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Mouse kidneys, liver, and pancreas imaged after treatment with a variety of protocols: a s...

Japanese researchers have found a way to turn tissue transparent in mice, allowing them to see cellular networks and gain a better understanding of biological systems. Researchers say this may ultimately lead to deeper comprehension of autoimmune and psychiatric diseases given it can assist in 3D modelling of organs including the brain.  Read More

The minute particles seen in this microscope image actually make up 38 percent of the volu...

When a mineral is the most abundant on the planet, (making up an estimated 38 percent of the Earth's entire volume, in fact), you would think that someone would have given it a name by now. But things are never as simple as they seem. Despite being so prevalent, the substance in question has only ever existed in synthetic form until recently, and the first naturally-occurring example of it didn't even come from beneath the ground; it arrived from outer space.  Read More

The surface tension that allows liquid droplets to hold their shape can also be used to ad...

Liquids are softer than solids, so incorporating droplets of a liquid into a solid will always make it weaker ... right? Actually, no. Scientists at Yale University have discovered that if the drops are just the right size, they can actually make the solid stiffer. Their findings could pave the way for composite materials that use liquids for added optical or electrical functionality, yet that don't compromise strength.  Read More

Engineers have designed an experiment that uses Lego blocks to determine a fundamental ato...

Lego is a popular Christmas gift, and young and old alike can derive hours of pleasure building with those little plastic blocks. But, like a lot of playthings, the novelty wears off soon enough and you find yourself drifting back to watch Christmas TV re-runs. But what if you could use that Lego to construct real scientific equipment; would that maintain your enthusiasm? Well hang on to your plastic blocks, because engineers have designed an experiment that uses Lego and a few other bits and pieces that allows any keen tinkerer to build a device that not only determines Planck's Constant but may also help quantify the international standard unit of mass.  Read More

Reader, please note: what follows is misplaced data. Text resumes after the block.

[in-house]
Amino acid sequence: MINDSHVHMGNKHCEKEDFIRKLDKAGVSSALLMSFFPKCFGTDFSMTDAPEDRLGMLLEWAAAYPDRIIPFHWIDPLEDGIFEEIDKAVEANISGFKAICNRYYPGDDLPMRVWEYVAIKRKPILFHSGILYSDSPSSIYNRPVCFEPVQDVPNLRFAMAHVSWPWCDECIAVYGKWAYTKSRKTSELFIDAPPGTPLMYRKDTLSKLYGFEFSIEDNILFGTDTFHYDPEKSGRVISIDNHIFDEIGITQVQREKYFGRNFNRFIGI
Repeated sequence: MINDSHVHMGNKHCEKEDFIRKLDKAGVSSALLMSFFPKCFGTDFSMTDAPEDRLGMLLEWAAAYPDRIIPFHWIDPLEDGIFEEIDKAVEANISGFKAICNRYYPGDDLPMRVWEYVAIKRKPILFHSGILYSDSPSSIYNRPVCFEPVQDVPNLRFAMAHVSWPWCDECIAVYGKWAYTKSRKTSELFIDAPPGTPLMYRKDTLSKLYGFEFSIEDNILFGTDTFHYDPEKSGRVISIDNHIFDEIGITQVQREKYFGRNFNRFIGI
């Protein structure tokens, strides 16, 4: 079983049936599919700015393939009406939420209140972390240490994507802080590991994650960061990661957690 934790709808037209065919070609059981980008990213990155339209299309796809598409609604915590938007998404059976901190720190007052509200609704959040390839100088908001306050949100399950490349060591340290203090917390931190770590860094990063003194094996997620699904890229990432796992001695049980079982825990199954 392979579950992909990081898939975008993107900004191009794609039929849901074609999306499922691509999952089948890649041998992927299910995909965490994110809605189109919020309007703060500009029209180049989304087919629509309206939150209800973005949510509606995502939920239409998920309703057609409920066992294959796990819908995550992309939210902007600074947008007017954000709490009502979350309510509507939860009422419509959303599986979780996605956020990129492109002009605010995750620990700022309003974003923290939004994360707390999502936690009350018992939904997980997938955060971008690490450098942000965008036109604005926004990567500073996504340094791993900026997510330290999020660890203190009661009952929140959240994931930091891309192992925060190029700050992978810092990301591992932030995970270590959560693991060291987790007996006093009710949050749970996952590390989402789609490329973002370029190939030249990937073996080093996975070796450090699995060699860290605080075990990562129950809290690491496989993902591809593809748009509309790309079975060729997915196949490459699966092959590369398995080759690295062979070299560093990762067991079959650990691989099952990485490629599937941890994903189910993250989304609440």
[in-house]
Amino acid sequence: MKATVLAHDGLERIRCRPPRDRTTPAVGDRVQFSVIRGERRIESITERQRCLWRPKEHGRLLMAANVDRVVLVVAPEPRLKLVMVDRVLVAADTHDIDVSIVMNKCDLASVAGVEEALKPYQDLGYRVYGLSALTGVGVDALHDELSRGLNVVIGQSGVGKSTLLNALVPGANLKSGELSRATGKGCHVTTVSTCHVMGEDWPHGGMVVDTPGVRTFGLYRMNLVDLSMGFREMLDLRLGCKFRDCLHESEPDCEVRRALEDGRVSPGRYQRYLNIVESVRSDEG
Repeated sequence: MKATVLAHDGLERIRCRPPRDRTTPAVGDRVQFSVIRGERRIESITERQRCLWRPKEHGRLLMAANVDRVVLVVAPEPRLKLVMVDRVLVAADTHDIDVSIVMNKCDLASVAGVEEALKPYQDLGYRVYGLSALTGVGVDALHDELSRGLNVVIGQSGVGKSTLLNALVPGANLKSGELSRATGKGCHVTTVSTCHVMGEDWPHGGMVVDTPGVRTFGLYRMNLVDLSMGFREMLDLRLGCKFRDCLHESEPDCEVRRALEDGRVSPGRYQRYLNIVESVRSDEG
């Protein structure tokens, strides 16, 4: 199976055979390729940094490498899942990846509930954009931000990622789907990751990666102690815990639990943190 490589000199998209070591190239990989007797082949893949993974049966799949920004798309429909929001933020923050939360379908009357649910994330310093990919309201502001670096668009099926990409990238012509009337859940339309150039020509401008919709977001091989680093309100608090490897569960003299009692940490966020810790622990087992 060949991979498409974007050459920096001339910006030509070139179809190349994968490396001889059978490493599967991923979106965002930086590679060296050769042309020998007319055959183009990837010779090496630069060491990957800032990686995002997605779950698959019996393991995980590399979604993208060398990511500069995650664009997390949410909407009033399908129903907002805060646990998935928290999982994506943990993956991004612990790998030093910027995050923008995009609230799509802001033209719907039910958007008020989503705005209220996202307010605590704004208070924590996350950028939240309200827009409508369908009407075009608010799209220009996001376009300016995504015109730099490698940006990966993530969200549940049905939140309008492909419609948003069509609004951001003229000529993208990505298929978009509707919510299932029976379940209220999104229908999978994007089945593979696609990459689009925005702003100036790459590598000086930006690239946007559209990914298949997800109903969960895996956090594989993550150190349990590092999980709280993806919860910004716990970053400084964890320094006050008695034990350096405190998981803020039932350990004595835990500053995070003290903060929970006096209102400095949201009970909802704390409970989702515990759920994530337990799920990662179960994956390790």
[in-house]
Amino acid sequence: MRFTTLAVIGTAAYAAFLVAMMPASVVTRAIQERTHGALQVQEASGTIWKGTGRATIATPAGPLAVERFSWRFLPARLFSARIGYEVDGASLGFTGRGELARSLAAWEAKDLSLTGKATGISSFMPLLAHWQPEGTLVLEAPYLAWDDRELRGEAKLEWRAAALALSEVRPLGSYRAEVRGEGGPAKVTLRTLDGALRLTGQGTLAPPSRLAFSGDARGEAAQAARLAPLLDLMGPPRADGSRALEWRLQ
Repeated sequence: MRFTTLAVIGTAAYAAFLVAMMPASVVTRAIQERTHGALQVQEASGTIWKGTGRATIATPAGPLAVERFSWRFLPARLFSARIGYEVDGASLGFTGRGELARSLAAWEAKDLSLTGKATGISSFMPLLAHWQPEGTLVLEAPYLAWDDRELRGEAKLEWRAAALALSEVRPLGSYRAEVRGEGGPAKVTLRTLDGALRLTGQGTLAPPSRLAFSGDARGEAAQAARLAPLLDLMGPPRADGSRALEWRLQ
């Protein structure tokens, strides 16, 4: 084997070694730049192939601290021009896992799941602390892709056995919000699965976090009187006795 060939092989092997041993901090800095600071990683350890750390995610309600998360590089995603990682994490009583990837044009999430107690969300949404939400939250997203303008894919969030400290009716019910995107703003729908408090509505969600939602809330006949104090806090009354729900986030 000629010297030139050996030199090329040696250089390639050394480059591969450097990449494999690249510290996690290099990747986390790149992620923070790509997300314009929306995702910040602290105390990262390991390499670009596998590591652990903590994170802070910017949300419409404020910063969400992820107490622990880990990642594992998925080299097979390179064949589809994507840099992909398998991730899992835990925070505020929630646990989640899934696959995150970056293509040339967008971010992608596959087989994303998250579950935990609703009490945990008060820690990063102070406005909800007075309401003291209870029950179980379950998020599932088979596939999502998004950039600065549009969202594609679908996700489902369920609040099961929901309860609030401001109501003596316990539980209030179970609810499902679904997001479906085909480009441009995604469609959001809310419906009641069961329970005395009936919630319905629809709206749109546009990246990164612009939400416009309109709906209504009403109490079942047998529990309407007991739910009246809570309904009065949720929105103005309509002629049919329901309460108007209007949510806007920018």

Amsterdam Station will become Rainbow Station for a brief period after sunset every night ...

Every night, for just a short time after sunset, Amsterdam Central Station becomes Rainbow Station. A four-kilowatt spotlight projects a stunning rainbow through a custom-designed liquid crystal spectral filter onto one of the station's 45 by 25 meter (148 by 82 feet) roof arches, just above platform 2b. This liquid crystal optics technology is being developed for research on exoplanets, but it will light up Amsterdam Central – and the lives of thousands of travellers – every night for a year.  Read More

Scientists have identified a protein that regulates fat levels in worms and could do the s...

Research around how the body's fat levels are regulated and ways in which they might be manipulated has uncovered numerous potential fat switches. The latest is a particular protein that has long been known to regulate protein synthesis and has now been demonstrated to also control fat levels in worms. This has lead researchers at the University of Southern California (USC) to believe that the version found in the human body could provide a new target for fat-fighting pharmaceuticals.  Read More

A new stretchable electronic skin (blue patch) can detect directional pressure (Image: Ame...

We've already seen artificial skin capable of sensing touch and prosthetics that sense texture, but now a group of Korean scientists has come up with a stretchable electronic skin that "feels" in three dimensions. The artificial skin is made from arrays of microscopic domes that interlock and deform when pressed. It can detect the intensity, location, and direction of pressure, whether from an object or a mere gust of wind.  Read More

The University of Glasgow team have developed a chemical version of evolution (Image: Shut...

Scientists haven't created life in the laboratory yet, but when they do, they'll be off and running. Case in point is a University of Glasgow team led by Professor Lee Cronin, the Regius Chair of Chemistry, which has developed the world's first chemical system capable of evolving as part of a project that aims at creating synthetic "life" without DNA.  Read More

Researchers have found that the language that the retina uses to communicate with the brai...

Our eyes extract a lot of information from visible light that enables us to see color, movement, shadows, highlights, shapes, and more, with each component processed separately and sent to the brain in parallel to the others. It was previously thought that the same scene would always be converted into the same pattern of activity. But research by scientists at the University of Tübingen in Germany and the University of Manchester in the UK suggests that the signals differ wildly as the brightness of the environment changes by even small amounts.  Read More

A sample of the high-entropy alloy (Photo: North Carolina State University)

When it comes to metal that's being used in the automotive or aerospace industries, the higher its strength-to-weight ratio, the better. With that in mind, researchers from North Carolina State University and Qatar University have developed a new alloy that reportedly has a low density similar to that of aluminum, but that's stronger than titanium.  Read More

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